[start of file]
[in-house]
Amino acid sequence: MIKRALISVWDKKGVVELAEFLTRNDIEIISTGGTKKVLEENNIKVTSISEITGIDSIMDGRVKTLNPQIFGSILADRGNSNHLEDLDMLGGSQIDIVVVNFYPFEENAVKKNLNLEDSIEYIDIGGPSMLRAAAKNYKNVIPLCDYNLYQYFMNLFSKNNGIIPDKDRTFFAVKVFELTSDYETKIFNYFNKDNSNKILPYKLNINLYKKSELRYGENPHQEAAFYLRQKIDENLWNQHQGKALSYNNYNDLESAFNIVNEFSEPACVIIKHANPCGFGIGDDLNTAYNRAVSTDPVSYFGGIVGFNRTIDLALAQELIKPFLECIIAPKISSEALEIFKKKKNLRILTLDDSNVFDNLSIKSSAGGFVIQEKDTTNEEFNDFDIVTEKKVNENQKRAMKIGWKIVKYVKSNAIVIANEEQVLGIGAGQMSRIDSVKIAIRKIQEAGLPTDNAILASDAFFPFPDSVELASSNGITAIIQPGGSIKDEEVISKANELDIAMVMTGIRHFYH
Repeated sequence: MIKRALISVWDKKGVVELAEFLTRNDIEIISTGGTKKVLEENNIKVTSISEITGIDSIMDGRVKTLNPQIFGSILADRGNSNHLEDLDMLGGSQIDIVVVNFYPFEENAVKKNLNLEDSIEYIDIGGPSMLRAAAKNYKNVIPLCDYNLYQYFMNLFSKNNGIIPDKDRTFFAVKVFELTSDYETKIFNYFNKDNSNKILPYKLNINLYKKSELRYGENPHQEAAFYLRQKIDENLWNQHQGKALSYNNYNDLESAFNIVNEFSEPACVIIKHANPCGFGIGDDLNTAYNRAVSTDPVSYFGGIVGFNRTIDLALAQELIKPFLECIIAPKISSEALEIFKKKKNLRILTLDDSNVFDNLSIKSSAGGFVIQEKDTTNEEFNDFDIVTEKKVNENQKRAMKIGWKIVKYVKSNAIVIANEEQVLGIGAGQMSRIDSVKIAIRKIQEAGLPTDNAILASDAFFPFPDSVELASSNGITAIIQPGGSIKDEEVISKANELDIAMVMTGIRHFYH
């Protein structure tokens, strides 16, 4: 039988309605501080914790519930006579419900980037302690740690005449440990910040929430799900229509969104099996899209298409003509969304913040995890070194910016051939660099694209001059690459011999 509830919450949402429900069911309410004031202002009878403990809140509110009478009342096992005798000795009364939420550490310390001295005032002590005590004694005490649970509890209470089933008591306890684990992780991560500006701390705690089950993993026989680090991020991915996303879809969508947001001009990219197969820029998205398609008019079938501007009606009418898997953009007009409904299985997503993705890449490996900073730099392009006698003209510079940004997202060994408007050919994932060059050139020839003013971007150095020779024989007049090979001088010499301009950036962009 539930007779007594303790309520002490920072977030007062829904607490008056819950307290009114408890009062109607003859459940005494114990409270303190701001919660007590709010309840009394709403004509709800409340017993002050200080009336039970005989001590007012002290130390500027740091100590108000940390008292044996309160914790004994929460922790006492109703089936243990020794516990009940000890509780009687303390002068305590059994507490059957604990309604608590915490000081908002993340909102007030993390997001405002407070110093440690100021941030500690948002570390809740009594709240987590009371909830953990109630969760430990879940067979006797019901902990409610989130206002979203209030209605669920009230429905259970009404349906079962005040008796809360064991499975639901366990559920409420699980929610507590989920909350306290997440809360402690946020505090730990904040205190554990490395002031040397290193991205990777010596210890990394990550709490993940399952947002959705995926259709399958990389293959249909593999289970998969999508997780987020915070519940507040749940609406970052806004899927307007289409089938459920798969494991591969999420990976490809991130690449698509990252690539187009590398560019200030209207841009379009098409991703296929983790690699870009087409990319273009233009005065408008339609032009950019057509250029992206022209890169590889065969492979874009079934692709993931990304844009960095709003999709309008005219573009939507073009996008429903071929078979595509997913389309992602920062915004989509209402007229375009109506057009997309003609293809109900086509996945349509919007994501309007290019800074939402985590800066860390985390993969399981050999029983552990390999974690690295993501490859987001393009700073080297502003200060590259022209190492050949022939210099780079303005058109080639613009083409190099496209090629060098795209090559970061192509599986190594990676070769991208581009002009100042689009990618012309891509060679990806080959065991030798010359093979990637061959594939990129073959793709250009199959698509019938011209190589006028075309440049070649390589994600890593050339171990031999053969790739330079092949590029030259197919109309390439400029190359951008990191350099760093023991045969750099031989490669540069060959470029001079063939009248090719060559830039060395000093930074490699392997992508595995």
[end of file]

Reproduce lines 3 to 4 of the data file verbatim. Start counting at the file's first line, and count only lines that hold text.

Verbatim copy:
Repeated sequence: MIKRALISVWDKKGVVELAEFLTRNDIEIISTGGTKKVLEENNIKVTSISEITGIDSIMDGRVKTLNPQIFGSILADRGNSNHLEDLDMLGGSQIDIVVVNFYPFEENAVKKNLNLEDSIEYIDIGGPSMLRAAAKNYKNVIPLCDYNLYQYFMNLFSKNNGIIPDKDRTFFAVKVFELTSDYETKIFNYFNKDNSNKILPYKLNINLYKKSELRYGENPHQEAAFYLRQKIDENLWNQHQGKALSYNNYNDLESAFNIVNEFSEPACVIIKHANPCGFGIGDDLNTAYNRAVSTDPVSYFGGIVGFNRTIDLALAQELIKPFLECIIAPKISSEALEIFKKKKNLRILTLDDSNVFDNLSIKSSAGGFVIQEKDTTNEEFNDFDIVTEKKVNENQKRAMKIGWKIVKYVKSNAIVIANEEQVLGIGAGQMSRIDSVKIAIRKIQEAGLPTDNAILASDAFFPFPDSVELASSNGITAIIQPGGSIKDEEVISKANELDIAMVMTGIRHFYH
């Protein structure tokens, strides 16, 4: 039988309605501080914790519930006579419900980037302690740690005449440990910040929430799900229509969104099996899209298409003509969304913040995890070194910016051939660099694209001059690459011999 509830919450949402429900069911309410004031202002009878403990809140509110009478009342096992005798000795009364939420550490310390001295005032002590005590004694005490649970509890209470089933008591306890684990992780991560500006701390705690089950993993026989680090991020991915996303879809969508947001001009990219197969820029998205398609008019079938501007009606009418898997953009007009409904299985997503993705890449490996900073730099392009006698003209510079940004997202060994408007050919994932060059050139020839003013971007150095020779024989007049090979001088010499301009950036962009 539930007779007594303790309520002490920072977030007062829904607490008056819950307290009114408890009062109607003859459940005494114990409270303190701001919660007590709010309840009394709403004509709800409340017993002050200080009336039970005989001590007012002290130390500027740091100590108000940390008292044996309160914790004994929460922790006492109703089936243990020794516990009940000890509780009687303390002068305590059994507490059957604990309604608590915490000081908002993340909102007030993390997001405002407070110093440690100021941030500690948002570390809740009594709240987590009371909830953990109630969760430990879940067979006797019901902990409610989130206002979203209030209605669920009230429905259970009404349906079962005040008796809360064991499975639901366990559920409420699980929610507590989920909350306290997440809360402690946020505090730990904040205190554990490395002031040397290193991205990777010596210890990394990550709490993940399952947002959705995926259709399958990389293959249909593999289970998969999508997780987020915070519940507040749940609406970052806004899927307007289409089938459920798969494991591969999420990976490809991130690449698509990252690539187009590398560019200030209207841009379009098409991703296929983790690699870009087409990319273009233009005065408008339609032009950019057509250029992206022209890169590889065969492979874009079934692709993931990304844009960095709003999709309008005219573009939507073009996008429903071929078979595509997913389309992602920062915004989509209402007229375009109506057009997309003609293809109900086509996945349509919007994501309007290019800074939402985590800066860390985390993969399981050999029983552990390999974690690295993501490859987001393009700073080297502003200060590259022209190492050949022939210099780079303005058109080639613009083409190099496209090629060098795209090559970061192509599986190594990676070769991208581009002009100042689009990618012309891509060679990806080959065991030798010359093979990637061959594939990129073959793709250009199959698509019938011209190589006028075309440049070649390589994600890593050339171990031999053969790739330079092949590029030259197919109309390439400029190359951008990191350099760093023991045969750099031989490669540069060959470029001079063939009248090719060559830039060395000093930074490699392997992508595995």